Salted paper is as old as the invention of photography, which by art history standards is a comparatively young art of a mere 180 years. It was the first photography-on-paper process invented and it became the basis of black & white photography as we know it today. A piece of paper is soaked in salted water, dried, and then coated with silver nitrate, exposed in the sun, toned with gold and other precious metals, and what results is a monochrome print of various colors: yellow-browns, peachy-browns, red-browns, lavender-taupes, purple-reds, dramatic aubergines to neutral dusky blue-blacks. The process can be printed on any kind of paper, not to mention fabric, leather, wood, glass, and ivory. Salt has the longest exposure scale of any photographic process. From highest delicate highlights to deepest shadows, all detail is preserved. It is the process to use when wanting to connect to photography’s historical roots.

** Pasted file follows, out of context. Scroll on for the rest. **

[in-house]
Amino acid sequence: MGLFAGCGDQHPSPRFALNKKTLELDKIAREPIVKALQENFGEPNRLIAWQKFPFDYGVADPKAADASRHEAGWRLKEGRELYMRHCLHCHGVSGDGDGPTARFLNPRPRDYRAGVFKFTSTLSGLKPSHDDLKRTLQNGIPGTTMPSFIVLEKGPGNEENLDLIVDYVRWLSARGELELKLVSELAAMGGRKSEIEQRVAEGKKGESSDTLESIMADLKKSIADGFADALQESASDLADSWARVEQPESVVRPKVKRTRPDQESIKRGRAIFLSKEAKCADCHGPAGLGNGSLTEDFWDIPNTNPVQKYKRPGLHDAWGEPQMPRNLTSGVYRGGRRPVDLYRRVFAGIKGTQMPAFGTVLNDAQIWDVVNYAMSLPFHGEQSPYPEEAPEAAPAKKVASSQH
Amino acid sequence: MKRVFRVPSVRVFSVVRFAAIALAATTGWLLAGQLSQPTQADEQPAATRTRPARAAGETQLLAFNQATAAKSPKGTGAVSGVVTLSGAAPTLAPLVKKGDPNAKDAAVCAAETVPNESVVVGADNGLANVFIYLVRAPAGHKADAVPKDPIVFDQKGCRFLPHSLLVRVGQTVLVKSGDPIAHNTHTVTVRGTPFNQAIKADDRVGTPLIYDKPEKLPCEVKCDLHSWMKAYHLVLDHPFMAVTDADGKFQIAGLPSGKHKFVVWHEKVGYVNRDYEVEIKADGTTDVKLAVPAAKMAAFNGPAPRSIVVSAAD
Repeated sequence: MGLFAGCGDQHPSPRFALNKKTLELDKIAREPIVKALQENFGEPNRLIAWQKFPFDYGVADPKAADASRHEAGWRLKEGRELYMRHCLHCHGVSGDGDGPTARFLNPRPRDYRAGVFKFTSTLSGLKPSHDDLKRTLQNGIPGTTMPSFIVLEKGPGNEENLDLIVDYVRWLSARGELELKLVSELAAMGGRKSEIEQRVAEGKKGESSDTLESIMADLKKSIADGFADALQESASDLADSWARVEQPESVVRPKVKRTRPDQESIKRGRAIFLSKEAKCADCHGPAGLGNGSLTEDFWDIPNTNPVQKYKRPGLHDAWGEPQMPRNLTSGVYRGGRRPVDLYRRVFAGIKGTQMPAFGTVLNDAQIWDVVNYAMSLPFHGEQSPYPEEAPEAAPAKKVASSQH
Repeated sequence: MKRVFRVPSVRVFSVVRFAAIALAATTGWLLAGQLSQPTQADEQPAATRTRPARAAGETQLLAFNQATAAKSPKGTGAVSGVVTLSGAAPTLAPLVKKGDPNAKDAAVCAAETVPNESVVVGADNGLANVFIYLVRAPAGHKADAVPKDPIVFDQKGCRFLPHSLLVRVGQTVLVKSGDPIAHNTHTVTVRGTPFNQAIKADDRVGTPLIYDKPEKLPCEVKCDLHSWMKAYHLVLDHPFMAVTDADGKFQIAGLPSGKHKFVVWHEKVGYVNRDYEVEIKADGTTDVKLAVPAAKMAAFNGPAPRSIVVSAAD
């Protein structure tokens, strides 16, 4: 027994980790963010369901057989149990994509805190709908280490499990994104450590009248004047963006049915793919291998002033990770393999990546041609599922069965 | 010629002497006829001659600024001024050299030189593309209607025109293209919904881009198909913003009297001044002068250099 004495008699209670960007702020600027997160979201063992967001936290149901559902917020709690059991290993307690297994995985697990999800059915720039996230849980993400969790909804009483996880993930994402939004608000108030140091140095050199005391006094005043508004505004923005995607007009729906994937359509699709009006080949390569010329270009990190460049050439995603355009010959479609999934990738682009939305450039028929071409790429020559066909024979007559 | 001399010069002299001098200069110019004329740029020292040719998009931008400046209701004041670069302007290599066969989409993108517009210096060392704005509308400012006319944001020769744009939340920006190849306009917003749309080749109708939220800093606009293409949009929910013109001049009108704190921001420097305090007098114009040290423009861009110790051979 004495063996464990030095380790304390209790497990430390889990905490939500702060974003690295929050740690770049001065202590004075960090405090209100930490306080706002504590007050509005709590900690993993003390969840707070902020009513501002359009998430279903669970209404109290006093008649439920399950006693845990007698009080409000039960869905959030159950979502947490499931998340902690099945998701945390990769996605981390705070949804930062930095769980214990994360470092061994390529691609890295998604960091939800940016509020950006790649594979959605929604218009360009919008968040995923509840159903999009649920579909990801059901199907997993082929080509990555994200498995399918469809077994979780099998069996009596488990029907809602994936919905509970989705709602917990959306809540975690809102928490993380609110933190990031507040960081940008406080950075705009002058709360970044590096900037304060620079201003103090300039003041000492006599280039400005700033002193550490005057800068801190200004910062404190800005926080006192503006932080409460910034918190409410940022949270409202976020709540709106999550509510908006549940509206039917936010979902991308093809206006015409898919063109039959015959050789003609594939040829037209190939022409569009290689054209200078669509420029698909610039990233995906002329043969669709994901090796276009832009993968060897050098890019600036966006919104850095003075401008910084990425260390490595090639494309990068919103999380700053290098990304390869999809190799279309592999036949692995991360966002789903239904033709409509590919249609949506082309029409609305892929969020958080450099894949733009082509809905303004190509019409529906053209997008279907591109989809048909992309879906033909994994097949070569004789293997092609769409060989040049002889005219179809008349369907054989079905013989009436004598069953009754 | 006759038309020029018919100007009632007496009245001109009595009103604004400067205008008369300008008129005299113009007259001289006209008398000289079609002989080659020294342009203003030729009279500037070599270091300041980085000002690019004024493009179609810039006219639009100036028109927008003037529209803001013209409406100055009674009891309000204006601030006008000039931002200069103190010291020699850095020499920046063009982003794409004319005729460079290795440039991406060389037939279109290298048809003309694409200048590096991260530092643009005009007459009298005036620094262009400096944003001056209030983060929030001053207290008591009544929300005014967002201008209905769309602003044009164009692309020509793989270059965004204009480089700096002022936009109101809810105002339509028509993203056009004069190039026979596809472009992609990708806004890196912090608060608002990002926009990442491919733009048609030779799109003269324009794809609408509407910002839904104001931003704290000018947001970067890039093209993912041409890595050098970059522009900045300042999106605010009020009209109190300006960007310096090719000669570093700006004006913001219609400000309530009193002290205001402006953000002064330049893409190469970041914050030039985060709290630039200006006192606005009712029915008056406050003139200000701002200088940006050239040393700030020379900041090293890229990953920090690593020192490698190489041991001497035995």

My intention is to use my most local resource in this process - the Sea.
Prints made with the solution of Loch Nevis salt water will all be title Nibheis.